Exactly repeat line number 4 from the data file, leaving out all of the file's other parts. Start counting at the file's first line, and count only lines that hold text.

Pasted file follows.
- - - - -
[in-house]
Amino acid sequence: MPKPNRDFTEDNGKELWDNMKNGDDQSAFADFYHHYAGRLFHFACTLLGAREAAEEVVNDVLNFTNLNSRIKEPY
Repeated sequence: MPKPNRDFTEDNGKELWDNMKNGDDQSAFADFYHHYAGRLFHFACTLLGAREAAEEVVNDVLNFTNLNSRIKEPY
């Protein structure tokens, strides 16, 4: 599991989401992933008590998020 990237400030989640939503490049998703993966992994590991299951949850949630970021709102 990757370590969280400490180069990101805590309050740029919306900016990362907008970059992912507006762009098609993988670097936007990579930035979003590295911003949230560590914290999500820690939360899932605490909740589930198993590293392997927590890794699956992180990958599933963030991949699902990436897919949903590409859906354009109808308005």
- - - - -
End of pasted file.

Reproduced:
């Protein structure tokens, strides 16, 4: 599991989401992933008590998020 990237400030989640939503490049998703993966992994590991299951949850949630970021709102 990757370590969280400490180069990101805590309050740029919306900016990362907008970059992912507006762009098609993988670097936007990579930035979003590295911003949230560590914290999500820690939360899932605490909740589930198993590293392997927590890794699956992180990958599933963030991949699902990436897919949903590409859906354009109808308005």